“You guys aren’t in Boston are you?”
“No, we are all safe. 

I texted my brother.  

 “Everyone ok?”

Another sister, listening to news in Australia, Skyped to confirm we were fine.  A different niece posted on Facebook that though she’d expected to be at the finish line, they’d had a change of plan.  A nephew, downtown but with no phone service, confirmed his safety on FB too. By the time a blanket email arrived from my uncle’s wife in Pennsylvania, checking on all first and second cousins living and in some cases, running around Boston arrived, things hit home. 

This happened.  Here.  To us. 

Each reply-all email announcing safety brought some measure of relief.  But what relief will there be for those who were injured, who face grueling recoveries, for those who lost loved ones on Monday, and more recently, Friday?  And the rest of us? Whole in body but disheartened in spirit?  How do we comprehend the evil that motivated two young men to injure in such a catastrophic way?

I was born in Boston. I spent my first six-weeks in an incubator in one of the hospitals caring for the injured now…the same place where “Suspect #1” was pronounced dead.  As a young adult, I worked downtown and in the Back Bay. For a long time, my social life revolved around the city, and even now, there are few things my husband and I like much more than taking a ferry ride in for a yummy meal in the North End.  Now though, I will never walk from the subway down Boylston Street past the two bomb sites without a twinge.  I’ll never go to my eye doctor's again without eyeballing the Starbucks where, on my regular trips in, I splurge on coffee.  It was front and center in the Boston Globe on Tuesday, a man dressed in a white hazmat suit analyzing evidence on the roof above.
While it appears my family was untouched by the physical horror, we watched the mayor of OUR city, the governor of OUR commonwealth, the President of OUR United States offer emotional and inspiring tributes in OUR cathedral.  National news filmed OUR streets.  Yesterday, friends in Newton were on lock down.  My brother couldn’t go to work at his job in Cambridge.  The city streets were void of cars.  This happened. This happened here.  This happened to us. 

A day later, with a total of five people dead and so many more lives shattered, I claw for some understanding of how any child, born with hope and gifts and potential could travel a curving road to an intersection, and choose to take such a profoundly wrong turn.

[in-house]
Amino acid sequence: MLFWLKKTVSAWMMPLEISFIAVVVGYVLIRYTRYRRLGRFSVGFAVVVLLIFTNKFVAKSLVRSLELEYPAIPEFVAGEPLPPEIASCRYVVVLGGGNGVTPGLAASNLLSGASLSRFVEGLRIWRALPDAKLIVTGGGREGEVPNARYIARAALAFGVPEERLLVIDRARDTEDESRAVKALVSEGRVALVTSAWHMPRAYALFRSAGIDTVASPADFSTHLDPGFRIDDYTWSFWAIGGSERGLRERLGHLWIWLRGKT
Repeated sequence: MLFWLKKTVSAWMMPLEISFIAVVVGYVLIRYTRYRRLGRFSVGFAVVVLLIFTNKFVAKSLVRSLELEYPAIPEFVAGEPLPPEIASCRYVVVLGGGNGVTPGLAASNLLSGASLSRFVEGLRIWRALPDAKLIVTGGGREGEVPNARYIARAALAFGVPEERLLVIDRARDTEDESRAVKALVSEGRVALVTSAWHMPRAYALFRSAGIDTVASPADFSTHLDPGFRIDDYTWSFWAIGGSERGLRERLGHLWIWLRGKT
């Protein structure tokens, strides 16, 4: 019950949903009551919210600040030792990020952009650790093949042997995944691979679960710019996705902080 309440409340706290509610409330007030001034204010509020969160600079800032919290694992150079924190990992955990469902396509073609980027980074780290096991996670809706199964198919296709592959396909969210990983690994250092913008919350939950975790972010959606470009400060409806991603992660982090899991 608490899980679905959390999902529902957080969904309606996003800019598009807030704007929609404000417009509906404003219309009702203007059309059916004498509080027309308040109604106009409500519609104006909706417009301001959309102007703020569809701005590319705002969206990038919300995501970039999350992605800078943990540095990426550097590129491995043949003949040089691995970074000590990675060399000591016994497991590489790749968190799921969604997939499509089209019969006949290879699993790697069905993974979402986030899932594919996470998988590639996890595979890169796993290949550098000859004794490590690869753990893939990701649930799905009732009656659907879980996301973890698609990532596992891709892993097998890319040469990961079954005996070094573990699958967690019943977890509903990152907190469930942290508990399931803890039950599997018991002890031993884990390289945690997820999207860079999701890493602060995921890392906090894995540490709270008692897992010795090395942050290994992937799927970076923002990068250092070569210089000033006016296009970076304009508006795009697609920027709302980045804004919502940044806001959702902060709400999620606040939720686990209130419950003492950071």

I could dwell on that. I could.

But I choose not to.  In spite of how it hurts, and in truth with some trepidation as to how to move on, I recognize something.  This didn’t just happen to us.  Or better said, it happened to ALL of us.  To everyone across the country who joined us in our grief, to those who have partnered with us, wrote inspirational messages, changed their Facebook photos to “I heart Boston,” to the sports beacons and headlines featuring loyalty to our city, to everyone who became one with us, to the givers, the helpers, the first responders, to those who put their lives on the line, I hope you know how much it means. 

We are one nation, under God, indivisible.   

Your actions gave proof through the long, heartbreaking night that was this week.  Our flag is still there. 

Monday, April 15, 2013

Mid-Month Update

While the A-Z goes on around me, I’m sticking to my own quest to write 5K per week on my newest project.  I’ve completed almost 13K since the first of April, which puts me ahead of my goal, although I won’t deny it’s been a struggle, since it requires research that steals from the writing time, as does the normal push-pull of day-to-day.  Last week I had to travel out of town unexpectedly, and since the battery is cooked on my laptop, I went 24 hours with no writing, which meant playing catch up on the weekend. 
Then there is this. The trip out of town, personal in nature, touched me in unexpected ways so when I’d finished my thousand words on Friday, I wrote a blog post on the subject.  Once I’d shaped it and tweaked it, I was set to press “Publish” on Middle Passages, until during what was to be my final read it occurred to me the topic was current and universal enough that my essay may be marketable.  That meant more time on edits to make sure it came in just under 650 words, before I sent it off to a local publication.  I was left with hope, a few less words toward my April goal and no Monday blog post.